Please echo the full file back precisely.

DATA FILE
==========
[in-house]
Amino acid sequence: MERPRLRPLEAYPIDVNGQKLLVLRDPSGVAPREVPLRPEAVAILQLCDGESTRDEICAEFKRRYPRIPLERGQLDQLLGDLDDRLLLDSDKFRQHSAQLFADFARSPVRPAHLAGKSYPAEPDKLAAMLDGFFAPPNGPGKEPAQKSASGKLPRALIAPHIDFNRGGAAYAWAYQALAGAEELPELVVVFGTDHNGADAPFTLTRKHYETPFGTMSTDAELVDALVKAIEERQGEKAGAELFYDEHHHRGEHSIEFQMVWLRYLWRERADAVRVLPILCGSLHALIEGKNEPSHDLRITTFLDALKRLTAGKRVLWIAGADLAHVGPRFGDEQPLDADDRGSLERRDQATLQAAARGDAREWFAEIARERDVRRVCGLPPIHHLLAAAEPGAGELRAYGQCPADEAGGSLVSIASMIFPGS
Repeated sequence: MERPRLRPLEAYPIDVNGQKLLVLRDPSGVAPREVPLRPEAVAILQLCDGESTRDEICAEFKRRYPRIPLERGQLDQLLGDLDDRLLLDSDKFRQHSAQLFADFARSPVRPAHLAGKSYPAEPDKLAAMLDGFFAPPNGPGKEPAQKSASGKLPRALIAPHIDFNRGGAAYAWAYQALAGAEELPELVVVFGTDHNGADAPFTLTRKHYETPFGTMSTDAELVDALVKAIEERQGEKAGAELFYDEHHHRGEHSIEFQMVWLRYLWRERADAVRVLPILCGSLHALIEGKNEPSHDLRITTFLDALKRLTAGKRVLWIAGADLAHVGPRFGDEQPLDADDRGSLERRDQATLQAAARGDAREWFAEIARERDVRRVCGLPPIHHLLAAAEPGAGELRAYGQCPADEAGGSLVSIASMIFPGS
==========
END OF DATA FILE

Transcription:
[in-house]
Amino acid sequence: MERPRLRPLEAYPIDVNGQKLLVLRDPSGVAPREVPLRPEAVAILQLCDGESTRDEICAEFKRRYPRIPLERGQLDQLLGDLDDRLLLDSDKFRQHSAQLFADFARSPVRPAHLAGKSYPAEPDKLAAMLDGFFAPPNGPGKEPAQKSASGKLPRALIAPHIDFNRGGAAYAWAYQALAGAEELPELVVVFGTDHNGADAPFTLTRKHYETPFGTMSTDAELVDALVKAIEERQGEKAGAELFYDEHHHRGEHSIEFQMVWLRYLWRERADAVRVLPILCGSLHALIEGKNEPSHDLRITTFLDALKRLTAGKRVLWIAGADLAHVGPRFGDEQPLDADDRGSLERRDQATLQAAARGDAREWFAEIARERDVRRVCGLPPIHHLLAAAEPGAGELRAYGQCPADEAGGSLVSIASMIFPGS
Repeated sequence: MERPRLRPLEAYPIDVNGQKLLVLRDPSGVAPREVPLRPEAVAILQLCDGESTRDEICAEFKRRYPRIPLERGQLDQLLGDLDDRLLLDSDKFRQHSAQLFADFARSPVRPAHLAGKSYPAEPDKLAAMLDGFFAPPNGPGKEPAQKSASGKLPRALIAPHIDFNRGGAAYAWAYQALAGAEELPELVVVFGTDHNGADAPFTLTRKHYETPFGTMSTDAELVDALVKAIEERQGEKAGAELFYDEHHHRGEHSIEFQMVWLRYLWRERADAVRVLPILCGSLHALIEGKNEPSHDLRITTFLDALKRLTAGKRVLWIAGADLAHVGPRFGDEQPLDADDRGSLERRDQATLQAAARGDAREWFAEIARERDVRRVCGLPPIHHLLAAAEPGAGELRAYGQCPADEAGGSLVSIASMIFPGS